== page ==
EUROPEAN governments should focus on getting their houses in order and should not force blanket recapitalisation on the region’s banks, according to the head of the British Bankers’ Association (BBA), the industry body.
BBA chief Angela Knight told City A.M. that bailing out banks should only be done if necessary as the third leg of a rescue plan: “You’ve got to solve the problem in sovereign countries in the first place,” she said. “We’re not talking about a banking crisis. It’s a sovereign debt problem.”
Germany’s deputy finance minister and incoming chief economist of the ECB Jörg Asmussen said on Monday that any bailout should involve a blanket recapitalisation of all banks across the EU to avoid any “stigma” from accessing rescue funds.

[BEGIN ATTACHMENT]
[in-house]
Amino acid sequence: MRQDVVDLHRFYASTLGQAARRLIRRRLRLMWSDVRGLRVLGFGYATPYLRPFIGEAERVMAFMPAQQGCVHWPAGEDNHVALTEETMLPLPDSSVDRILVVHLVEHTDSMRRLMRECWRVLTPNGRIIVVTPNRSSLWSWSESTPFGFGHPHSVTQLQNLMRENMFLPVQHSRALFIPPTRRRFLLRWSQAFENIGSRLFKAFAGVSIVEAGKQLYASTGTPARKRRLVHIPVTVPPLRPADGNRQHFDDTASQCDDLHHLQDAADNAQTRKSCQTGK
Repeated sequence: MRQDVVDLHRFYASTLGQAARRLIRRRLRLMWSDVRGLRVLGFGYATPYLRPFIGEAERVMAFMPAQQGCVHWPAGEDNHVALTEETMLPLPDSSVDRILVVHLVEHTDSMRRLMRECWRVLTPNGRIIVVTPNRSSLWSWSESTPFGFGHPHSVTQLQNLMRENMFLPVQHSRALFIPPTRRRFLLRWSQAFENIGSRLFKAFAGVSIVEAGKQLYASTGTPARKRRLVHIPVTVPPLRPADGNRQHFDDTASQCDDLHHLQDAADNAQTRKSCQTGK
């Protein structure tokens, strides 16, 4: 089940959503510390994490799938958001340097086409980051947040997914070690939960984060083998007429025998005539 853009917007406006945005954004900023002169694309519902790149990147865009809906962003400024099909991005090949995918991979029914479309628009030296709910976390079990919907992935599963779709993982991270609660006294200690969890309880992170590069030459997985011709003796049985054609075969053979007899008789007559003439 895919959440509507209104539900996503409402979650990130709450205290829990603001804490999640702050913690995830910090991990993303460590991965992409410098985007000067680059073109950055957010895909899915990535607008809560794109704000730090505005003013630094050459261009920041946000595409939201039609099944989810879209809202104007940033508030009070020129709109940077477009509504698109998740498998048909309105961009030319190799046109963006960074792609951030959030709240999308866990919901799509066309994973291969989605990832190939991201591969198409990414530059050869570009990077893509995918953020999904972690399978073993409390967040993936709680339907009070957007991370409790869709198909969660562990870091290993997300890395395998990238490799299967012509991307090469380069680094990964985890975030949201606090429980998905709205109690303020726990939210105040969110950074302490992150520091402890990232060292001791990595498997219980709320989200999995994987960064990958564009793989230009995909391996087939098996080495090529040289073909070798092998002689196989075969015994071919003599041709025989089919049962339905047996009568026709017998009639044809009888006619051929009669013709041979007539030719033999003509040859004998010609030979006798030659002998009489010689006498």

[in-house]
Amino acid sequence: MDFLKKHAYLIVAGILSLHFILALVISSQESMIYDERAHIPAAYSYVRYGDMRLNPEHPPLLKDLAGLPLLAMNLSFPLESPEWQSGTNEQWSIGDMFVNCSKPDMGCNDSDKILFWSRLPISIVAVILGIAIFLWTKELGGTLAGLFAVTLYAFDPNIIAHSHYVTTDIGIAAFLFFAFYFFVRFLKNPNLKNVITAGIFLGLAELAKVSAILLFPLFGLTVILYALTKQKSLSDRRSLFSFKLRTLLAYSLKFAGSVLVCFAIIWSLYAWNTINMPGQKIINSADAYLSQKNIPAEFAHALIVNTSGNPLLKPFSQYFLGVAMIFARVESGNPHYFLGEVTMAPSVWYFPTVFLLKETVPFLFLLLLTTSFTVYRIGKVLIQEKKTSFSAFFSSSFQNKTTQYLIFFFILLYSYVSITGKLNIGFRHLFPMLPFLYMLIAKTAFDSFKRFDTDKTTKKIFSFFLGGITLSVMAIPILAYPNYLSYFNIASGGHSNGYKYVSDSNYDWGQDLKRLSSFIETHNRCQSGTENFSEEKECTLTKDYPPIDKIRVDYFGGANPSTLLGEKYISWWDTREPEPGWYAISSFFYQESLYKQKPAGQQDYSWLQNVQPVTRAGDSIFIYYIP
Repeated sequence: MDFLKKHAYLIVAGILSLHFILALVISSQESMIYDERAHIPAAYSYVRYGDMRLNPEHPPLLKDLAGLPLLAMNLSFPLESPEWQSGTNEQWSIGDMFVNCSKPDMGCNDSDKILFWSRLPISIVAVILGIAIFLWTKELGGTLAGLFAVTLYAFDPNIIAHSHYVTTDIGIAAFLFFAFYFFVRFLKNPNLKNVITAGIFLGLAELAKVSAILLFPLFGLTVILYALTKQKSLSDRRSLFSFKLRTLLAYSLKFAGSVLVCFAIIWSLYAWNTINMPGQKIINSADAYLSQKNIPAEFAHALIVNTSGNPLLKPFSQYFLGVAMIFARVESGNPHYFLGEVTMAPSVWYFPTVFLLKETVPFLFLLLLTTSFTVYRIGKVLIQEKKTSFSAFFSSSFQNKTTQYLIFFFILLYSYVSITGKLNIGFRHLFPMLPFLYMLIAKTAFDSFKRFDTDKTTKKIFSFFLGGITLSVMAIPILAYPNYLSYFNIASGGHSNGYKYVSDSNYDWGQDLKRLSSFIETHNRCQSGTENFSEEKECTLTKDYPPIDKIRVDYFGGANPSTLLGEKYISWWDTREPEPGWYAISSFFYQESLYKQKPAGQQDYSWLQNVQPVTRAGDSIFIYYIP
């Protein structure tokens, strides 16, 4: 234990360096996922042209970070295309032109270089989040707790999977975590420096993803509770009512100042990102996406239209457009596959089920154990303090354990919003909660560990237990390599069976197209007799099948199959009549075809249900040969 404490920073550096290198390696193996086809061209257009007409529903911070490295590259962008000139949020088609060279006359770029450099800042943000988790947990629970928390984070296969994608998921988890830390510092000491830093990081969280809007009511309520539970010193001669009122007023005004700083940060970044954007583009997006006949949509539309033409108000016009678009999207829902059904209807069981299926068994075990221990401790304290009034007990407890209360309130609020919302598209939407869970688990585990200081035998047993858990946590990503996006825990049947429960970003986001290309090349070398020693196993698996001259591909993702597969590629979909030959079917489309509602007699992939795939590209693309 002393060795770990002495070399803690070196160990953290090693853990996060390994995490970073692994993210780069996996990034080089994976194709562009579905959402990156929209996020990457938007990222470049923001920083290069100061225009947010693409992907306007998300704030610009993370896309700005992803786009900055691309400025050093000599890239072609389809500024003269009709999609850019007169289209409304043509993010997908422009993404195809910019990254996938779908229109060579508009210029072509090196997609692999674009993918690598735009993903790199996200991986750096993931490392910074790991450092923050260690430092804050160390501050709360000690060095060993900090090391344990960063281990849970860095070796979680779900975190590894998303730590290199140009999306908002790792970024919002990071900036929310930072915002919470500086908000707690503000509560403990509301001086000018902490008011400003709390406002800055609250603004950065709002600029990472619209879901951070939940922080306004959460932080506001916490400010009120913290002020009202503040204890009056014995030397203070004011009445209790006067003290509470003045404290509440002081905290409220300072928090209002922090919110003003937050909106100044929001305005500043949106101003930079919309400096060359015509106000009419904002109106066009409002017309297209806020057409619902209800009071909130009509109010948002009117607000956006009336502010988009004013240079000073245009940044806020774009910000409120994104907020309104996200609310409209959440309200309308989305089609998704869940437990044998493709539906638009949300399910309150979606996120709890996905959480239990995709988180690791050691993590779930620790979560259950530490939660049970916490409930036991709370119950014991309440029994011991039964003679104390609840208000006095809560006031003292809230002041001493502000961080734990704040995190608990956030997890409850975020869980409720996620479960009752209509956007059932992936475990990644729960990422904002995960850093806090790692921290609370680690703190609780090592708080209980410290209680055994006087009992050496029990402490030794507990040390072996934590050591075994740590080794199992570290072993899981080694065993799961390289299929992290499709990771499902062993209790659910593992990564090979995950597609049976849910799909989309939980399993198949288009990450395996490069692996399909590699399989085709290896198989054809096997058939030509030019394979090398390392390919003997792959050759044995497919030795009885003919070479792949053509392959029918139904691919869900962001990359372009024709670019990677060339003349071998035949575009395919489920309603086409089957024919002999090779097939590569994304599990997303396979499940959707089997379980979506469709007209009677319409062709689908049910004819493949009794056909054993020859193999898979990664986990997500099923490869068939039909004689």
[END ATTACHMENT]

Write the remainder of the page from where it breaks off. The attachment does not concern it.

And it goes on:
But Knight says: “A blanket bailout is not required… It’s not a question of stigma, it’s one of fact. You’ve got to sort out the sovereigns first. You can’t expect recapitalising banks to address the solvency of a sovereign.”
Knight was adding her voice to that of her German counterpart, Michael Kemmer, who said that a blanket bailout would penalise banks that have enough capital.
Analysts are similarly dubious. Collins Stewart Hawkpoint’s Matthew Czepliewicz said: “The source of the problem is sovereign debt – what was once considered a risk-free asset class... There’s a circularity in making banks recapitalise in order to comply with a regulatory framework when key parts of the framework have been called into question.”
Société Générale chief Frederic Oudéa has also said that a recapitalisation scheme will not solve the crisis.